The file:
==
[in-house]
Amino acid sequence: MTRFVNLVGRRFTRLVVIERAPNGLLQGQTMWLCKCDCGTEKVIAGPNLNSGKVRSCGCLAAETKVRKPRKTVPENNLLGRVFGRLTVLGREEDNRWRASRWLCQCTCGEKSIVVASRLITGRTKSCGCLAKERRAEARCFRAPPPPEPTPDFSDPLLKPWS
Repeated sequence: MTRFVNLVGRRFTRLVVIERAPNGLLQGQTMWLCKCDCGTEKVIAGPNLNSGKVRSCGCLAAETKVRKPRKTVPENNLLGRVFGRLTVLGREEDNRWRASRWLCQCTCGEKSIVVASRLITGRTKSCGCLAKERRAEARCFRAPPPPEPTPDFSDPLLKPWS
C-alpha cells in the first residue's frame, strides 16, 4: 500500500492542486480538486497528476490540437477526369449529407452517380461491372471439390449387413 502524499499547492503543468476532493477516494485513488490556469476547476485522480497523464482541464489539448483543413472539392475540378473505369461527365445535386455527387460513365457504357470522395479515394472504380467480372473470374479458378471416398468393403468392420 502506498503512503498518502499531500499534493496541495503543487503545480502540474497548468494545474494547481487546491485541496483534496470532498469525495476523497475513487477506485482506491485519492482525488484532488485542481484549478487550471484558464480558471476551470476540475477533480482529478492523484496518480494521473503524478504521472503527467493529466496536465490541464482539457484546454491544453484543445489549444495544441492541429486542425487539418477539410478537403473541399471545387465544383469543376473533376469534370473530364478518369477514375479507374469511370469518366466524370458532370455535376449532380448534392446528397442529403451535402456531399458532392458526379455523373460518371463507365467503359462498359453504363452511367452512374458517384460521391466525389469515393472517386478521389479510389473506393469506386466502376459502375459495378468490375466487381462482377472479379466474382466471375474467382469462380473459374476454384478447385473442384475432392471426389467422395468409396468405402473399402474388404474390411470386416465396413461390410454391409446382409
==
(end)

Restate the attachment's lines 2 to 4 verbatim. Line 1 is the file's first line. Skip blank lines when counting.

Amino acid sequence: MTRFVNLVGRRFTRLVVIERAPNGLLQGQTMWLCKCDCGTEKVIAGPNLNSGKVRSCGCLAAETKVRKPRKTVPENNLLGRVFGRLTVLGREEDNRWRASRWLCQCTCGEKSIVVASRLITGRTKSCGCLAKERRAEARCFRAPPPPEPTPDFSDPLLKPWS
Repeated sequence: MTRFVNLVGRRFTRLVVIERAPNGLLQGQTMWLCKCDCGTEKVIAGPNLNSGKVRSCGCLAAETKVRKPRKTVPENNLLGRVFGRLTVLGREEDNRWRASRWLCQCTCGEKSIVVASRLITGRTKSCGCLAKERRAEARCFRAPPPPEPTPDFSDPLLKPWS
C-alpha cells in the first residue's frame, strides 16, 4: 500500500492542486480538486497528476490540437477526369449529407452517380461491372471439390449387413 502524499499547492503543468476532493477516494485513488490556469476547476485522480497523464482541464489539448483543413472539392475540378473505369461527365445535386455527387460513365457504357470522395479515394472504380467480372473470374479458378471416398468393403468392420 502506498503512503498518502499531500499534493496541495503543487503545480502540474497548468494545474494547481487546491485541496483534496470532498469525495476523497475513487477506485482506491485519492482525488484532488485542481484549478487550471484558464480558471476551470476540475477533480482529478492523484496518480494521473503524478504521472503527467493529466496536465490541464482539457484546454491544453484543445489549444495544441492541429486542425487539418477539410478537403473541399471545387465544383469543376473533376469534370473530364478518369477514375479507374469511370469518366466524370458532370455535376449532380448534392446528397442529403451535402456531399458532392458526379455523373460518371463507365467503359462498359453504363452511367452512374458517384460521391466525389469515393472517386478521389479510389473506393469506386466502376459502375459495378468490375466487381462482377472479379466474382466471375474467382469462380473459374476454384478447385473442384475432392471426389467422395468409396468405402473399402474388404474390411470386416465396413461390410454391409446382409